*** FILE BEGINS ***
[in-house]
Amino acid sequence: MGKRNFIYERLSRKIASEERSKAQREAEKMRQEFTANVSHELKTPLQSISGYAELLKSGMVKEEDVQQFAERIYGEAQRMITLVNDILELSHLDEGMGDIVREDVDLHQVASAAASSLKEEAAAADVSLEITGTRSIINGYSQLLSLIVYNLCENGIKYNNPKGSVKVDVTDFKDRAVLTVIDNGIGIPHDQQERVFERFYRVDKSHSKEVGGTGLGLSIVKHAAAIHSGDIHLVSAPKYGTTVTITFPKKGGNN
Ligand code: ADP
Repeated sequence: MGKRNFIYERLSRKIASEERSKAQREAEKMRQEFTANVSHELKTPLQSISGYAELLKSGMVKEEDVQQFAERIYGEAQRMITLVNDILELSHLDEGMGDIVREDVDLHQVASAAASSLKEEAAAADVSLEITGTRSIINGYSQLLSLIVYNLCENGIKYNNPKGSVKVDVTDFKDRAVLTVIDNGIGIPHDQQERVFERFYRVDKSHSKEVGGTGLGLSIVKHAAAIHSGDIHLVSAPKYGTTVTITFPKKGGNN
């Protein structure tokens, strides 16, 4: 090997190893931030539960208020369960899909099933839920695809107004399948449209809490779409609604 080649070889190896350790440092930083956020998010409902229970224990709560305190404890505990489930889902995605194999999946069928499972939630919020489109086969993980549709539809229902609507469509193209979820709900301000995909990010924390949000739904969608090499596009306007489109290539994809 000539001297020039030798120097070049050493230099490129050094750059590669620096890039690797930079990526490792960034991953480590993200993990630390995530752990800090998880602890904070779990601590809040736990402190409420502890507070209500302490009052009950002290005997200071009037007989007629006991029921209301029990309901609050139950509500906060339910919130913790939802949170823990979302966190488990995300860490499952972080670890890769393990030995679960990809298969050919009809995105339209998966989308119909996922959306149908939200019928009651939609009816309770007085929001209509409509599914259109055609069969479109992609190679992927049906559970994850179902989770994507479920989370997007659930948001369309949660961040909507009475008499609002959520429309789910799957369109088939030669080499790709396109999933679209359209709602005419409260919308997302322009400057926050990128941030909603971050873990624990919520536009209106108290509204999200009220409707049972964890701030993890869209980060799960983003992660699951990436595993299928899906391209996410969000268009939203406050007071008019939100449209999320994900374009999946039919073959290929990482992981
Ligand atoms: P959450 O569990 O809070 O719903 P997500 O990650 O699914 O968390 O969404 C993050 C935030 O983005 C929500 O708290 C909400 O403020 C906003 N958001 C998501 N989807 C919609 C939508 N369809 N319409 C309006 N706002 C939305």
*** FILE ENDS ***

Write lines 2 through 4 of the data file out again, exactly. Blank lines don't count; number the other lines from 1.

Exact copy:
Amino acid sequence: MGKRNFIYERLSRKIASEERSKAQREAEKMRQEFTANVSHELKTPLQSISGYAELLKSGMVKEEDVQQFAERIYGEAQRMITLVNDILELSHLDEGMGDIVREDVDLHQVASAAASSLKEEAAAADVSLEITGTRSIINGYSQLLSLIVYNLCENGIKYNNPKGSVKVDVTDFKDRAVLTVIDNGIGIPHDQQERVFERFYRVDKSHSKEVGGTGLGLSIVKHAAAIHSGDIHLVSAPKYGTTVTITFPKKGGNN
Ligand code: ADP
Repeated sequence: MGKRNFIYERLSRKIASEERSKAQREAEKMRQEFTANVSHELKTPLQSISGYAELLKSGMVKEEDVQQFAERIYGEAQRMITLVNDILELSHLDEGMGDIVREDVDLHQVASAAASSLKEEAAAADVSLEITGTRSIINGYSQLLSLIVYNLCENGIKYNNPKGSVKVDVTDFKDRAVLTVIDNGIGIPHDQQERVFERFYRVDKSHSKEVGGTGLGLSIVKHAAAIHSGDIHLVSAPKYGTTVTITFPKKGGNN